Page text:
- Dragonball Z s2
- Kamisama Kiss
In the future, the heavily industrialized planet of Lancastar suffers under an entertainment ban, but that does not stop young Nagisa, Orine, Yuka, and visiting Chieri from covertly attending a guerilla concert staged by AKB0048, an interplanetary idol group from the more liberal Akibastar which devotes its efforts to breaking through planetary entertainment bans to bring entertainment to the oppressed masses. A decade later, the four girls all leave their homes to answer an AKB0048 casting call and, along with several other girls, become trainees in the group's 77th generation. The ultimate goal of most of the girls is to become one of the successors, the core members of AKB0048 who each take the name of one of the group's original members as her title. They also quickly learn that one of the responsibilities of being a trainee or successor, in addition to learning to sing and dance, is to fight (sometimes literally) against the DES, the organization which enforces entertainment bans across the galaxy. But all of the rigorous training and occasional outright battles still leave room for handshake events, sexy photo shoots, and all manner of interpersonal drama as each of the girls and their manager pursues her individual and group dreams.
To make full sense of AKB0048 as an anime series, one must be at least a bit knowledgeable about the real-life AKB48, an idol girl group which stands as one of the biggest musical phenomenons Japan has ever seen. In Japan it is the top-selling female group of all time, has racked up 20 consecutive #1 singles through mid-2013 (including the top five sellers in each of the last two years), and in 2012 grossed a whopping $226 million, which ranks it amongst the year's top-grossing acts worldwide. It has even slightly penetrated the American market, as one of the credit songs for the 2013 movie Wreck-It Ralph, “Sugar Rush,” was done by the group. It is also organized unlike anything which exists in the West, as its current membership of 88 teenagers and young adults is divided into four teams which take turns giving daily performances at the group's own theater in Akihabara (and yes, the name does derive from the location) and allow the group to stage multiple simultaneous concerts at different venues. The rosters remain fluid as older members “graduate” and new members get promoted from a pool of trainees and understudies, and which members perform on official recordings are typically chosen by fan vote or competitions of dubious merit, such as rock-paper-scissors tournaments. The group is also well-known for its rigorous cross-promotion and ticketed handshake events, where fans get to meet and shake the hands of group members. Many of these elements come into play in the series, including the group's practice of giving generation labels to members based on when they join; the current pool of trainees as of the time of this writing is the 15th generation.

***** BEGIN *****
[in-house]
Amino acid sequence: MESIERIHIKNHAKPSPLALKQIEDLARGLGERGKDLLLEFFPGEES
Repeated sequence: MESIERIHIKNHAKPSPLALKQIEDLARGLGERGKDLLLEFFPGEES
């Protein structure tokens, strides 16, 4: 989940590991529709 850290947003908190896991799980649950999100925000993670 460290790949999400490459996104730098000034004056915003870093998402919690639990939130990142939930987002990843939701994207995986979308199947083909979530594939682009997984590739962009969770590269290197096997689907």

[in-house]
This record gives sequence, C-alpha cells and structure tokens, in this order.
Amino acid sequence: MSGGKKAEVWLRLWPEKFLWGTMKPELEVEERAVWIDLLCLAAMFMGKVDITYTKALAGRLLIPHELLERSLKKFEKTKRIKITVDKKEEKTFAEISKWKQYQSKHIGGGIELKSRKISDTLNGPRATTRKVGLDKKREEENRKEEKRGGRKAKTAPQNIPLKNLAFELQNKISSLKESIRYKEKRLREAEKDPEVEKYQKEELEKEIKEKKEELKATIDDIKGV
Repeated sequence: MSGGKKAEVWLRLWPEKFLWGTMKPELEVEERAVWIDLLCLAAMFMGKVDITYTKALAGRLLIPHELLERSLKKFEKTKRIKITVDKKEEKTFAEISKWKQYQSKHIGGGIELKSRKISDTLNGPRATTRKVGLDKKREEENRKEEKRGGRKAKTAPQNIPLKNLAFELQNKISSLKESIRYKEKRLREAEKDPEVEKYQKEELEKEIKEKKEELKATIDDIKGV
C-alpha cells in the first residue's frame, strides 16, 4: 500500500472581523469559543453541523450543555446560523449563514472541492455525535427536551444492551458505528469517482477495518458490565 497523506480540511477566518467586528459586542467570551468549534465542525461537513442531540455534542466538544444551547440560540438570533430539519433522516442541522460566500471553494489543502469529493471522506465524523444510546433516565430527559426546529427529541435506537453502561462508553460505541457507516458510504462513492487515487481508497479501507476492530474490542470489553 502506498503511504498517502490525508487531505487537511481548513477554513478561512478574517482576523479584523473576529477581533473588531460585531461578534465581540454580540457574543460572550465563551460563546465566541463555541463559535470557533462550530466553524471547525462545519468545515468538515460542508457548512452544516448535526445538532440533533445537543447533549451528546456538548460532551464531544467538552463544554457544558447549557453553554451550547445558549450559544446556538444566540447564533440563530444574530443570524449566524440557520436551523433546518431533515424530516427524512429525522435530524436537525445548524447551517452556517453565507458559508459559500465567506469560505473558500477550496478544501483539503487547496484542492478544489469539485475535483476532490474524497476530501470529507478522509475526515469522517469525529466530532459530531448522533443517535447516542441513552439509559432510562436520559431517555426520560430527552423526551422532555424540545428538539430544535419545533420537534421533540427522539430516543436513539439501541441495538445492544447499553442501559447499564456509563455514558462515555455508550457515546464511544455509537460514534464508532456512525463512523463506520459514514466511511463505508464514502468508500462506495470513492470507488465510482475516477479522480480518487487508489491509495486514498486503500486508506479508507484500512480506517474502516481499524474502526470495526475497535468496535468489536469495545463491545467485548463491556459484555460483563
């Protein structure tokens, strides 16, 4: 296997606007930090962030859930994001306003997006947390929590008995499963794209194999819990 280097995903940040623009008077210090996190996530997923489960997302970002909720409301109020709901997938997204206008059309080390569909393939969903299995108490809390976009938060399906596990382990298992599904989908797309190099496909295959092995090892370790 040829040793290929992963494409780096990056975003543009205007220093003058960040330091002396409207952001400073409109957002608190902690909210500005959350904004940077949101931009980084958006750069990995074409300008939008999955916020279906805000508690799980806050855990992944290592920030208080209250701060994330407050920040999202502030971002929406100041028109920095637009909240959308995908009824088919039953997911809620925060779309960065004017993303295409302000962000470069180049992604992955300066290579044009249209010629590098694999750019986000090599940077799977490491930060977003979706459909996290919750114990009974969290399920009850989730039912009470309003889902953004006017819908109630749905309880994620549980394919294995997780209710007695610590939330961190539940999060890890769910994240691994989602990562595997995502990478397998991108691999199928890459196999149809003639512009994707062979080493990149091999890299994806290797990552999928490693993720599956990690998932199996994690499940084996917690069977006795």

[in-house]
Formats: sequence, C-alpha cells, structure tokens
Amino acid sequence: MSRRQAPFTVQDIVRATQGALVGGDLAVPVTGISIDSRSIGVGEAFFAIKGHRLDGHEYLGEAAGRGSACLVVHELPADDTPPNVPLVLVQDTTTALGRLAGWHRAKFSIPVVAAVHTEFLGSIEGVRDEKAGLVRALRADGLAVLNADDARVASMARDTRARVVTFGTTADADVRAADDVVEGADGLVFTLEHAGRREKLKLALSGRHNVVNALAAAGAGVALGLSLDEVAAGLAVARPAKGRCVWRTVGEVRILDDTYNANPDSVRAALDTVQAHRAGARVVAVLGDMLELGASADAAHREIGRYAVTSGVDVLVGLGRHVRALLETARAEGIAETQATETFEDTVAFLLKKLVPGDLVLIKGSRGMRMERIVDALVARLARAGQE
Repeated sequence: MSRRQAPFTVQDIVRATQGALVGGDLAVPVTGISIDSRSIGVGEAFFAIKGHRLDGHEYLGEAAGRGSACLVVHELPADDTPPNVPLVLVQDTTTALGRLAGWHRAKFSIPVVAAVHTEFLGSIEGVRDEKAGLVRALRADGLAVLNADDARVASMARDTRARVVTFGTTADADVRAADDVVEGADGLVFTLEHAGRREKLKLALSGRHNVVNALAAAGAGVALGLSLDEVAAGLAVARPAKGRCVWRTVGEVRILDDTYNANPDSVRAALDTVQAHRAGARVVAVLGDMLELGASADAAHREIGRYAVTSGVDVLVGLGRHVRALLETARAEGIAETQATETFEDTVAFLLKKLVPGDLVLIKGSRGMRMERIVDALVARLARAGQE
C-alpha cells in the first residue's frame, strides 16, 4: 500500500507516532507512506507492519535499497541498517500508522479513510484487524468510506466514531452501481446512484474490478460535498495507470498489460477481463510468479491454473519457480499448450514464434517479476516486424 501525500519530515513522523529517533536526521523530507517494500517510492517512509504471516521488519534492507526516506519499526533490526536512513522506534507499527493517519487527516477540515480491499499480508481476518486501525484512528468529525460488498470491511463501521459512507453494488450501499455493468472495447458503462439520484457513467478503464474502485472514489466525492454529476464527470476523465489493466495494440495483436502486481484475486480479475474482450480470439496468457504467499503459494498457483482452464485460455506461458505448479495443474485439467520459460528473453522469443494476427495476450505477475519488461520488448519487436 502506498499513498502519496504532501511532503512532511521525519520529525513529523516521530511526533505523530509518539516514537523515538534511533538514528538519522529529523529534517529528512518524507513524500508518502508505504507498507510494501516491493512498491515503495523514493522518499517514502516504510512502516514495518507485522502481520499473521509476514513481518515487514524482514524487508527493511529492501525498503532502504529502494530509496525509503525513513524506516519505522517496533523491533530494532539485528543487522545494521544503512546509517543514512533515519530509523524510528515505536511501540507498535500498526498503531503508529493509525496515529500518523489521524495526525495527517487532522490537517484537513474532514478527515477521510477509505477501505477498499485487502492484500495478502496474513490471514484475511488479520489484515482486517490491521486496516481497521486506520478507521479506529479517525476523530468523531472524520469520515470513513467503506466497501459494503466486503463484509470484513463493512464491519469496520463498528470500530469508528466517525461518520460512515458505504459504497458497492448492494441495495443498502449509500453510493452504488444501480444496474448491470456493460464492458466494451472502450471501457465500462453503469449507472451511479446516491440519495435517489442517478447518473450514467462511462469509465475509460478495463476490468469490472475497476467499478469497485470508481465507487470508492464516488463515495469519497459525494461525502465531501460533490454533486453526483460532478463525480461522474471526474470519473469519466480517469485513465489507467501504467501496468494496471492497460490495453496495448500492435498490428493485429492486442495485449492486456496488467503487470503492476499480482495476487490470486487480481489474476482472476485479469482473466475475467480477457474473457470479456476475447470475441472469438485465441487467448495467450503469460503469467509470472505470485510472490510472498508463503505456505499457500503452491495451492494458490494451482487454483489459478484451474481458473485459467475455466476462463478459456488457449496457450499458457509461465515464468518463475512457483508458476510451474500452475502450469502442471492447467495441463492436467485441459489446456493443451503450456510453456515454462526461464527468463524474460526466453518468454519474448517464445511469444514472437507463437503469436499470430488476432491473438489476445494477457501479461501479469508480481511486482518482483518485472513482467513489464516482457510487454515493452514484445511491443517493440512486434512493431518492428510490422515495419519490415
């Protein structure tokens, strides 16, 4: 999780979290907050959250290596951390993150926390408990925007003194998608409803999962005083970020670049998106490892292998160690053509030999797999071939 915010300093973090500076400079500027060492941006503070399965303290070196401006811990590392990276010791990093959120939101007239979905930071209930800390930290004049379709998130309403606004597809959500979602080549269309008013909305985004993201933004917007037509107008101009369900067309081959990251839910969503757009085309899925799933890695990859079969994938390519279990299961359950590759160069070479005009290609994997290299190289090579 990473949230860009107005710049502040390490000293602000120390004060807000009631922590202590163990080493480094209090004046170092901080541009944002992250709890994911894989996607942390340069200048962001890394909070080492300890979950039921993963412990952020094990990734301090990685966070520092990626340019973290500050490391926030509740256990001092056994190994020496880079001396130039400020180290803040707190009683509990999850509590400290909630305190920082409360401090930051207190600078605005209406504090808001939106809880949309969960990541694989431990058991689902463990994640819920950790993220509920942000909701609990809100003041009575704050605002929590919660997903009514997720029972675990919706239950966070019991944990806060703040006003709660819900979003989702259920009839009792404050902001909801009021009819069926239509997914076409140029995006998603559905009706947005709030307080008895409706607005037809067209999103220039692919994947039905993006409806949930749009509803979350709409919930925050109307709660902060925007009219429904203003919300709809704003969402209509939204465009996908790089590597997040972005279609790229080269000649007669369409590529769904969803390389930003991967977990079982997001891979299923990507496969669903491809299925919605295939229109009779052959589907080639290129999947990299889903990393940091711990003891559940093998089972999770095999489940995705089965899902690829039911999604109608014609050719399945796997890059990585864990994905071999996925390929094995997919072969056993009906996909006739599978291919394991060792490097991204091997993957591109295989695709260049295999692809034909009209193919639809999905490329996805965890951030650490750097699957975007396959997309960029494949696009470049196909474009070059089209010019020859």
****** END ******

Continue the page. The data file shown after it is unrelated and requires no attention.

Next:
The series makes no bones about being a fanciful advertising vehicle for the group, either; in fact, that is practically part of the gimmick. The successor names used as titles in the series are those of actual founding AKB48 members, typically those who have perennially ranked in or near the top ten of the group's most popular members, and one can reasonably assume that some of the personality quirks that go with the titles are based on those original members. (If true, this raises some amusing questions about those members, such as whether or not the original Tomomi Itano really is known for having no sense of taste in food and what about Mayu Watanabe possessed the anime's producers to make her successor an apparent cyborg.) The songs used in practices and performances are all AKB48 staples, album names are used for ship names and power-ups, and uniforms for successors are patterned after actual AKB48 uniforms. One can probably assume that the dance numbers are animated based on actual AKB48 choreography, too. The series even flirts with the criticism that the group has taken for its risqué music videos in its gravure (roughly equivalent to the American slang “cheesecake”) photo shoot episode and has a former successor graduate to becoming the group's manager, just like the real-life Minami Takahashi did. Doubtless more studied and dedicated fans will spot other references, too.
Of course, that all is nothing compared to the series' central conceit that the successors and trainees are fighting the good fight to bring entertainment to the masses living in culturally repressive worlds – and here “entertainment” is implied to be synonymous with “idol girl groups,” as posted “no entertainment zone” signs have outlines of idol singers on them and missiles fired by the DES have similar decorations. In execution that means guerilla concerts on worlds with entertainment bans and sometimes having to violently fight off ship, infantry, and mecha attacks while other members of the group are performing. As silly and pretentious as this notion sounds, the premise is actually not entirely ridiculous; ultra-conservative religious groups sometimes even violently opposed to flashy modern entertainment are hardly unheard of in the past century, and one need only look at the Taliban to see a highly militant and proactive example. Sadly, these twelve episodes never bother to flesh out exactly why the DES is so ardently opposed to the brand that idol groups deliver, hence giving the impression that the group exists only to be the antagonists. On top of that the series adds in these semi-magical critters called kiraras that are sensitive to the aura of an idol and gives some of the girls cutesy attack forms, including hair bow weapons and light sabers built into the bottom sides of wireless microphones. Taken collectively, this is a wasted golden opportunity to have strived for a bit more substance and setting development.